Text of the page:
Starry, starry night: village promotes its “dark sky status” to let people see the heavens

Only about 500 stars can be seen in the urban sky, but at Sopotnia Wielka 3,000 and more dazzle down from the heavens. Polaris Opp

Christmas is the time when many Poles look to the sky, waiting for the “first star”—the sign that Jesus is born and also the trigger to start Christmas dinner. But with pollution in the form of light can often hide the star unless, that is, you happen to be in the small Beskidy village of Sopotnia Wielka.

The village has a special “protected dark sky” status, meaning that the views of the starry nights are uninterrupted, and that the heavenly vistas are spectacular and draw people to them from all over the world.

“Almost 2,000 people live here, we use lights and electricity normally but we manage to have the darkest sky in Poland,” Piotr Nawałkowski, from the Polaris Opp association, which promotes the study of astronomy, told TFN. “The place has the legal status of a dark sky preserve, which means artificial pollution is absolutely restricted.”

This means cracking down on light pollution, which can overpower the natural darkness of the night and obscure any view of the stars with the glow of streetlights and thousands of other manmade illuminations. 

The clarity of the village’s skies has even lured NASA astronaut George Zamka to the Sopotnia. Polaris Opp

Artificial light can also disrupt the natural day-night pattern, and can lead, apparently, to health problems for humans and damage to ecosystems and wildlife.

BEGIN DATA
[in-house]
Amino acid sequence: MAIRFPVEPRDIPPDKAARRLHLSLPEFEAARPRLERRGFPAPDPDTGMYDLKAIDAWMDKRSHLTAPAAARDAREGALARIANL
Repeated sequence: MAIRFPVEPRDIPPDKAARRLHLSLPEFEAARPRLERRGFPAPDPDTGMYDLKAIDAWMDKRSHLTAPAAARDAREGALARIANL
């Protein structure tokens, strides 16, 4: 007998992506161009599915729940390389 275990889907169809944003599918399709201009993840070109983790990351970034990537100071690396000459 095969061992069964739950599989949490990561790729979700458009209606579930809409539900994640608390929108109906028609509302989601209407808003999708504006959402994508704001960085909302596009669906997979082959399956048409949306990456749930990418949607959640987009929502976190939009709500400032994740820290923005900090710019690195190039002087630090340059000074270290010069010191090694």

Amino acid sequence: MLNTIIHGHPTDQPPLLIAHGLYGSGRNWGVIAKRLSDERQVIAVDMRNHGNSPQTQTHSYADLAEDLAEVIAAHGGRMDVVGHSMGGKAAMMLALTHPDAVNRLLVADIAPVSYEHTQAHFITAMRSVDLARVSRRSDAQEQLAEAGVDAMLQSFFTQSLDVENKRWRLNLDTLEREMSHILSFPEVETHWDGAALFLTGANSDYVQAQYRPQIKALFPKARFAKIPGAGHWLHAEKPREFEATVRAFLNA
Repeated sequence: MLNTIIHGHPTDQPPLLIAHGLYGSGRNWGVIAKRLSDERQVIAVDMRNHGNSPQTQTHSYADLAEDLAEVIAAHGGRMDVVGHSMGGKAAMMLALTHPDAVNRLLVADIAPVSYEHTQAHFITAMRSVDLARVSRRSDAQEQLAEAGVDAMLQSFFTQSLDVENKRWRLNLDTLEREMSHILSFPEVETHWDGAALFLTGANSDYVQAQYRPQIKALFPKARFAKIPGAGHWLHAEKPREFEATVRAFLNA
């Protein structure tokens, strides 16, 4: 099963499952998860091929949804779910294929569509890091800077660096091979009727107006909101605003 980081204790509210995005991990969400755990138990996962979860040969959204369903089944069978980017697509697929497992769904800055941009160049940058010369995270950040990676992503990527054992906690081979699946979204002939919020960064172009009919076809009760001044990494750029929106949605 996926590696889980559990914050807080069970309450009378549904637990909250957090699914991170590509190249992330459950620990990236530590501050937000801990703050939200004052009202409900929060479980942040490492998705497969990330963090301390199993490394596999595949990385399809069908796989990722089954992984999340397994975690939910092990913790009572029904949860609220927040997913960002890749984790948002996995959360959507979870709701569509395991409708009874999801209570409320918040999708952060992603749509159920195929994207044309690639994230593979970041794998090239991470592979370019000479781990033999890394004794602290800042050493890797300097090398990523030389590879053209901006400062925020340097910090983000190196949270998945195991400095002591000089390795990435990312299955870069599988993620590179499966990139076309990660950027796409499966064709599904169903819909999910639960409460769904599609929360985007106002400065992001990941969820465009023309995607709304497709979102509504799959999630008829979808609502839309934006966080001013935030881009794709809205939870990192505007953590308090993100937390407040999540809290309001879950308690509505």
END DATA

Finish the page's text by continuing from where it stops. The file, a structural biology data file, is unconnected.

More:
These are, Nawałkowski told TFN, the most significant reasons why the Polaris association has made every effort to “save the sky” above the village.

“We have been able to hit the highest quality standards for a dark sky, which means we can have a legally protected dark sky,” explains Nawałkowski. “This is done by implementing special lighting, installing side fittings or shields on street lamps, eliminating redundant sources of artificial light and installing motion sensitive photo-cells on private outdoor lighting.”

Side fittings and shields on street lights helps reduce artificial light.Polaris Opp

Apart from Sopotnia there are some other places in Poland that offer a clear sky. The Sky Park in the Bieszczady Mountains or the Izerski Park of the Dark Sky (Izerski Park Ciemnego Nieba) in the Jizeria Mountains offer clear views of the night sky while other places such as the Białowieża or hidden areas at the Mazury also offer great views of the heavens.

But none of them are as good as Sobotnia’s sky despite the village being an everyday-working community during the day, says Nawałkowski. 

 Almost 2,000 people live here, we use lights and electricity normally but we manage to have the darkest sky in Poland, says Piotr Nawałkowski.Polaris Opp

This has lured star gazers from around the world. NASA astronaut George Zamka discovered tiny Sopotnia years ago, regarding it one of the best places on earth to view the heavens.  

Polaris Opp has built a viewing platform with its own telescope to help people monitor the stars, and organises school trips.

“We try to educate society about the advantages of a starry sky,” says Nawałkowski. “Most people don’t know that it’s part of nature just like the native fauna and flora. Astronomy is a science that should be developed in Poland. We also want to make people aware that proper lighting saves energy and even increases the comfort of travelling by night.”